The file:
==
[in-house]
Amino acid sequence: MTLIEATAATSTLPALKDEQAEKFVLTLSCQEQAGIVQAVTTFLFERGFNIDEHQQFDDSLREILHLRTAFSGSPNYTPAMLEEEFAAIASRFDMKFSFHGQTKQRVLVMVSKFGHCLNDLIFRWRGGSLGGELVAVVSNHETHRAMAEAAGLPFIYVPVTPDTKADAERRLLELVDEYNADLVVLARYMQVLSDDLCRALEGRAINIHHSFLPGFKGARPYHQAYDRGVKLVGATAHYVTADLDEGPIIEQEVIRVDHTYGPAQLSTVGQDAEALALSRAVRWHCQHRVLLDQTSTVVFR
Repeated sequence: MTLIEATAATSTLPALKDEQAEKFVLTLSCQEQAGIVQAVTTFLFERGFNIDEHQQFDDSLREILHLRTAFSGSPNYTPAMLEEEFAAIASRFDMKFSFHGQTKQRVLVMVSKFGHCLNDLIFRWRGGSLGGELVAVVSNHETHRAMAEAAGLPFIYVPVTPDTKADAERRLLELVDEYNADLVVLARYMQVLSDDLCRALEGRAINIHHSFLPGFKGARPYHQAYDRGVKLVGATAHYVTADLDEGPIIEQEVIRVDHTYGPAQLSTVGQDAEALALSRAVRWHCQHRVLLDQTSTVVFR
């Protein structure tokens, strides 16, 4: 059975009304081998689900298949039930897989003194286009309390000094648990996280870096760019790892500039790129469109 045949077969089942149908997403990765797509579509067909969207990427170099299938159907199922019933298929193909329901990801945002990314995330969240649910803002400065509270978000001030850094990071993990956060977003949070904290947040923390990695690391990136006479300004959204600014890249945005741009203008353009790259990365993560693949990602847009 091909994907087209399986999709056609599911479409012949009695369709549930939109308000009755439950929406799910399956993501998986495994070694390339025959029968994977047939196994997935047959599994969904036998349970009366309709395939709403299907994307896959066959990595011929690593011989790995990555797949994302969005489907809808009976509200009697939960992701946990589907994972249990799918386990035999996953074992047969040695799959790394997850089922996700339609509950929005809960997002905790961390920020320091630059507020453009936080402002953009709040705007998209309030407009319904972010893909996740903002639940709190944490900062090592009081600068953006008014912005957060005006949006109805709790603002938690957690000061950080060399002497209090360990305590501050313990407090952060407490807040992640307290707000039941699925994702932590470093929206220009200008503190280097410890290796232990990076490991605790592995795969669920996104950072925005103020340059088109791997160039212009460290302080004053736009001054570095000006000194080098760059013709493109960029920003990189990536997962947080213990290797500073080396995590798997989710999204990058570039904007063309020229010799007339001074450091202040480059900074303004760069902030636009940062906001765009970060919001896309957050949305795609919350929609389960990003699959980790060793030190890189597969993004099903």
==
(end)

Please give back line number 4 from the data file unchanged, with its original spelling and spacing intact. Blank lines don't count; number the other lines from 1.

């Protein structure tokens, strides 16, 4: 059975009304081998689900298949039930897989003194286009309390000094648990996280870096760019790892500039790129469109 045949077969089942149908997403990765797509579509067909969207990427170099299938159907199922019933298929193909329901990801945002990314995330969240649910803002400065509270978000001030850094990071993990956060977003949070904290947040923390990695690391990136006479300004959204600014890249945005741009203008353009790259990365993560693949990602847009 091909994907087209399986999709056609599911479409012949009695369709549930939109308000009755439950929406799910399956993501998986495994070694390339025959029968994977047939196994997935047959599994969904036998349970009366309709395939709403299907994307896959066959990595011929690593011989790995990555797949994302969005489907809808009976509200009697939960992701946990589907994972249990799918386990035999996953074992047969040695799959790394997850089922996700339609509950929005809960997002905790961390920020320091630059507020453009936080402002953009709040705007998209309030407009319904972010893909996740903002639940709190944490900062090592009081600068953006008014912005957060005006949006109805709790603002938690957690000061950080060399002497209090360990305590501050313990407090952060407490807040992640307290707000039941699925994702932590470093929206220009200008503190280097410890290796232990990076490991605790592995795969669920996104950072925005103020340059088109791997160039212009460290302080004053736009001054570095000006000194080098760059013709493109960029920003990189990536997962947080213990290797500073080396995590798997989710999204990058570039904007063309020229010799007339001074450091202040480059900074303004760069902030636009940062906001765009970060919001896309957050949305795609919350929609389960990003699959980790060793030190890189597969993004099903």